• Hi our son is now 8yrs old and has autism (non-verbal). We have travelled extensively on short and long haul flights with him. I am not sure which airline you are flying? but firstly contact the airline if you are frequent flyers and they will place this information on the child’s account. Secondly if you can check on line – do that! if not when you get to the airport go straight to the business/premium check in line (if the normal line has more than 8 people waiting). They won’t question you – but if they do you just inform them you have a child with autism….. and were advised by their Sales representative to do this (We always do this and have never been questioned). Also ensure you get priority boarding – once you are at the gate – sit near the counter and when the staff arrive approach them and advise them of your situation and if you could have priority boarding. This means you get on the plane first (usually with the families with babies/elderly) this can give you a good 5-8 minutes time to get everyone settled before the crowd’s arrive.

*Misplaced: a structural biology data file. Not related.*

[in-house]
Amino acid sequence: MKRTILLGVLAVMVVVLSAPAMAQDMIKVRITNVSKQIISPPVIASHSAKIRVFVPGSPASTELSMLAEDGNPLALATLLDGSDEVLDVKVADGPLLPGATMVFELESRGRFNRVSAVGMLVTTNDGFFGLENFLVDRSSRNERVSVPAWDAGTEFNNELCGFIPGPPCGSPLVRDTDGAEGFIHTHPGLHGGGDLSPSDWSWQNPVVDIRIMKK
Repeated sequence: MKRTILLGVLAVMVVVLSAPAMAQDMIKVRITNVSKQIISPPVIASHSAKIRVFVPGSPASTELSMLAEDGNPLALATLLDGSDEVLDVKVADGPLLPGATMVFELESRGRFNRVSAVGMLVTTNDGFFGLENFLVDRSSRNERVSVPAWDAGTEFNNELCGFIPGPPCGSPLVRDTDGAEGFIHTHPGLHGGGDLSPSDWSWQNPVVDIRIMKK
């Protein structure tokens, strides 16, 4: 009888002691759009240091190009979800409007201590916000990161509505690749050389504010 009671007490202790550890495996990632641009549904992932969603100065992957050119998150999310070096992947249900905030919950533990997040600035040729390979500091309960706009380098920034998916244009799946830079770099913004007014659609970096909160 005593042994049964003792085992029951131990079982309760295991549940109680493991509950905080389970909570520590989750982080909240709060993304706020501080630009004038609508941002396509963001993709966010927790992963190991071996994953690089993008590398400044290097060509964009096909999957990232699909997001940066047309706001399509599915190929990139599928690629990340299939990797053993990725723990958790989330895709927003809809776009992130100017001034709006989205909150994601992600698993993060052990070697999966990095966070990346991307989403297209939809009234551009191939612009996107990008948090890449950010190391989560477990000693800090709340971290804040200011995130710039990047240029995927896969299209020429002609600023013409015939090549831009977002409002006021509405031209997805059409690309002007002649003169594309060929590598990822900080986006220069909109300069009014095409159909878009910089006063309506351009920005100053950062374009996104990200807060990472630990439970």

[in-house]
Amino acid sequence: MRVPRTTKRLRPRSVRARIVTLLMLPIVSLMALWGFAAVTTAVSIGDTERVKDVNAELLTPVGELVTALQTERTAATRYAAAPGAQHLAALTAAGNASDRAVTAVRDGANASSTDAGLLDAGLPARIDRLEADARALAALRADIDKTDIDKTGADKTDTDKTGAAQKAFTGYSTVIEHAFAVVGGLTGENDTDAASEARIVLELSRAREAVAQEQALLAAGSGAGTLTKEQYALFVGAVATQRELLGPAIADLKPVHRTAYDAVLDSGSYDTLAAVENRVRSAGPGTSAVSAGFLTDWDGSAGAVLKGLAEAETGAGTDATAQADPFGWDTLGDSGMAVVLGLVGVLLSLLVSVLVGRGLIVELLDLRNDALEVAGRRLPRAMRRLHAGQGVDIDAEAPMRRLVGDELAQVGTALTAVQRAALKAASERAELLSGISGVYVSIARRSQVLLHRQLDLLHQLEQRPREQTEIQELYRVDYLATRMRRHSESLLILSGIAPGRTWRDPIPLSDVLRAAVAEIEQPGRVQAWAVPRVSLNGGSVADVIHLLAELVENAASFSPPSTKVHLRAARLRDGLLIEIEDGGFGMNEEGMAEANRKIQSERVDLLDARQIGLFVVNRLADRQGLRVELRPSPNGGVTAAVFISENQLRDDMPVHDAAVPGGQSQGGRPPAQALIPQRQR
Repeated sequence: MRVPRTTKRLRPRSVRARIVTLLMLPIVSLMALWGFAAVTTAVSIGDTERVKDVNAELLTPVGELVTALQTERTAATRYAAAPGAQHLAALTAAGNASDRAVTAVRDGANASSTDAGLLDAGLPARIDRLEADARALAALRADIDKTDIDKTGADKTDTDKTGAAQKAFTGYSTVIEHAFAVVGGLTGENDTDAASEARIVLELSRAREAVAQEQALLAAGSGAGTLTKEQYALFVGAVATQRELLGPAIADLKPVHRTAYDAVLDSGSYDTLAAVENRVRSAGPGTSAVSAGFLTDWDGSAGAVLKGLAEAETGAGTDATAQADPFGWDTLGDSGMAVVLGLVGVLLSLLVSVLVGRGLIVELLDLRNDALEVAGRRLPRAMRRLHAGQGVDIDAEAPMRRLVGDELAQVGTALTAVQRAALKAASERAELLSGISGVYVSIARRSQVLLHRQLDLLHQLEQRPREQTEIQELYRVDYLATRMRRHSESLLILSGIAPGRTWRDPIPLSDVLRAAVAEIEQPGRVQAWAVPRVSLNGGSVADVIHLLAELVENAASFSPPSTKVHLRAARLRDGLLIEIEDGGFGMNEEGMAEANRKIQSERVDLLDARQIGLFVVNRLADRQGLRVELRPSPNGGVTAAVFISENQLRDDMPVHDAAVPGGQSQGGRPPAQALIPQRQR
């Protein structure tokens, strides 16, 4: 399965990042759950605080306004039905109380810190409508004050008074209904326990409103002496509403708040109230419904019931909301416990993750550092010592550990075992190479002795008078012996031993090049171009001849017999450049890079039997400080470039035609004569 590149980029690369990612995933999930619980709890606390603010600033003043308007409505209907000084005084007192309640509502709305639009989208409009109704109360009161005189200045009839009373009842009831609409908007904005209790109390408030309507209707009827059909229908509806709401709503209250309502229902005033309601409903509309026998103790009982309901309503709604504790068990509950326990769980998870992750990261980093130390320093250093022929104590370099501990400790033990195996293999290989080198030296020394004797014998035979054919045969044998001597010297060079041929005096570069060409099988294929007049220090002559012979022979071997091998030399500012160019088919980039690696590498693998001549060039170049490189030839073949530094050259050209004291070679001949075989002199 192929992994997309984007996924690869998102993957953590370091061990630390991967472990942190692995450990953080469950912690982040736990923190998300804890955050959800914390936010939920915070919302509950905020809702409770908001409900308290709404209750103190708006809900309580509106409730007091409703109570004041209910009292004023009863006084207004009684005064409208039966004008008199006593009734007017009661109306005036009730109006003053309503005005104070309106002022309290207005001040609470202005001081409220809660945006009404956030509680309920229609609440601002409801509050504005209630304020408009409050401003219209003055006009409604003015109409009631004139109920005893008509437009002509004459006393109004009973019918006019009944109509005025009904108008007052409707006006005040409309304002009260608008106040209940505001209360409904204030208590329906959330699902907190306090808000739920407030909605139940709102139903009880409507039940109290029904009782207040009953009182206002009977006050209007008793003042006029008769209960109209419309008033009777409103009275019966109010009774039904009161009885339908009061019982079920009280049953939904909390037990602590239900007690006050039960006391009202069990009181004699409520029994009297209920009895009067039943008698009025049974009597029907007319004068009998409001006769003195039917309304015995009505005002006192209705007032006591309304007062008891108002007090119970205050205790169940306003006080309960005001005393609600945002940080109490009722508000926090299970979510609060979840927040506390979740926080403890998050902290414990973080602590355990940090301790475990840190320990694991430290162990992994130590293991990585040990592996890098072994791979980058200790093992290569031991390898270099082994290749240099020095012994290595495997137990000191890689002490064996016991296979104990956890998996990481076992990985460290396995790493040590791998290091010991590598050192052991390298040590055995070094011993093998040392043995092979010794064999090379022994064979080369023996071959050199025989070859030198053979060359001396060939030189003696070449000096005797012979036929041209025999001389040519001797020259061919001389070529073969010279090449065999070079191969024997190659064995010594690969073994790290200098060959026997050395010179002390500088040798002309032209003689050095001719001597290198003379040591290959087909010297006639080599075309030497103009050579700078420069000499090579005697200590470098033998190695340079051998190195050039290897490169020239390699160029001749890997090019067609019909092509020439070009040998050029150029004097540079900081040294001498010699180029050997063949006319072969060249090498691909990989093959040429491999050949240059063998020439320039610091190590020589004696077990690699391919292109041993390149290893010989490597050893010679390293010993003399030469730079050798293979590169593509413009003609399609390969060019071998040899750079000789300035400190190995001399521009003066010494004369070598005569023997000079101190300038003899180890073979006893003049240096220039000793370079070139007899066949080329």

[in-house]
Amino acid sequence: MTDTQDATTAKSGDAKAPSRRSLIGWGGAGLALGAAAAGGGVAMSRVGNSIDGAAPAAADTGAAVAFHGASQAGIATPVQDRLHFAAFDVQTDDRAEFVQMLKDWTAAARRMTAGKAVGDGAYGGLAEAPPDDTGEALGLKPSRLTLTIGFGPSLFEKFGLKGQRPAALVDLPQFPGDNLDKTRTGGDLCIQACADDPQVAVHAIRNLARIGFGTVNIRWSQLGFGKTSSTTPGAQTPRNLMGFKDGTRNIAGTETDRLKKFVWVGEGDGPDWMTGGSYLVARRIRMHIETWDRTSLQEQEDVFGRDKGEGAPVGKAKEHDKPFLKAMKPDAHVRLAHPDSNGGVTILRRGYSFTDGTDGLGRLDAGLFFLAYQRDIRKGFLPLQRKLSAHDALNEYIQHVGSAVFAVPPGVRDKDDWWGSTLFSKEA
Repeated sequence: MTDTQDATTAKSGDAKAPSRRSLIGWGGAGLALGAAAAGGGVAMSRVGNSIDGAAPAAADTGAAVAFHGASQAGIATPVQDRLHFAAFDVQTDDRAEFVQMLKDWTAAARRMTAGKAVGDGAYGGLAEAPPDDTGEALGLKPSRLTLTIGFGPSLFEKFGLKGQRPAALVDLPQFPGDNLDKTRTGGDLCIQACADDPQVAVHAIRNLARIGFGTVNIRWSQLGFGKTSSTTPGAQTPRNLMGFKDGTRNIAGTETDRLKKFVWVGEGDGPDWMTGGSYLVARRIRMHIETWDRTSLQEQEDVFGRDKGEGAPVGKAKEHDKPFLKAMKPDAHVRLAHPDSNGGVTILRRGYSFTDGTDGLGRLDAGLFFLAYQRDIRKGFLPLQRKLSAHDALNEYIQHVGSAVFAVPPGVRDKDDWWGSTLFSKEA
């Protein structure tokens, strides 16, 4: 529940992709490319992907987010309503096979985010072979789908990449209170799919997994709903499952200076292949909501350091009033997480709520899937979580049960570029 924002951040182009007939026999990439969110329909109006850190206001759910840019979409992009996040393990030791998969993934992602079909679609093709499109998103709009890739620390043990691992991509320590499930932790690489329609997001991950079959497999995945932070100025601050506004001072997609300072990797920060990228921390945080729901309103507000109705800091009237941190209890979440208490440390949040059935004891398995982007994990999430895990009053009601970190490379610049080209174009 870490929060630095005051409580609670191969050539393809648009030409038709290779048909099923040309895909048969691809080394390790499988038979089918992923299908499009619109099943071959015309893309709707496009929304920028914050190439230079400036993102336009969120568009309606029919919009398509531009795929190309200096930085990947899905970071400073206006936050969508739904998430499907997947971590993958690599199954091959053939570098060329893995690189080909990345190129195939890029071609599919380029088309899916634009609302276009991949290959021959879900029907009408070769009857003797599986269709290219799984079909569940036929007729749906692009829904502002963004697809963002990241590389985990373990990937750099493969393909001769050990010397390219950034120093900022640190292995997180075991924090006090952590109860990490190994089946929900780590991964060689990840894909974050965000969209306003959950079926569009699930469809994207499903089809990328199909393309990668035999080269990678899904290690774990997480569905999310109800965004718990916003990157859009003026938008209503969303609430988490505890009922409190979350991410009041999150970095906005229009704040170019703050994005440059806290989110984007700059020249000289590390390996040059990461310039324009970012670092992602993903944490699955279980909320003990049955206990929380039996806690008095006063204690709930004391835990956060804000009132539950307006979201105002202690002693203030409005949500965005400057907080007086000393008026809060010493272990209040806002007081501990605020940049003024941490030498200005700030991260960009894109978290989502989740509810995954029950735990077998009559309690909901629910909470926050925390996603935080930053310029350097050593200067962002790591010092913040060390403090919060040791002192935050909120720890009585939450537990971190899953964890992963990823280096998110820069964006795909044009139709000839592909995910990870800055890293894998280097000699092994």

If you have any form of a tablet or Ipad take it!! – Take headphones for it. We have flown on both Air New Zealand and Qantas which have individual screens in the seat and so this is ‘gate to gate’ screen time – so the child can get straight on and start watching shows. I found this really handy when we were on a 6 hr flight as he had both the ipad and the individual screen so once the ipad went flat he had a back up.

    Ensure your child is eating/drinking/or sucking on something during take off and landing – the ear blocking could upset them. In the early days when we first started traveling with our son we use to give him his bottle – now we try to give him his drink – but since he has flown a lot (and by the way he loves it!) he seems to understand what is happening with his ear thing – and he seems to not let it get to him and must realise it will pass.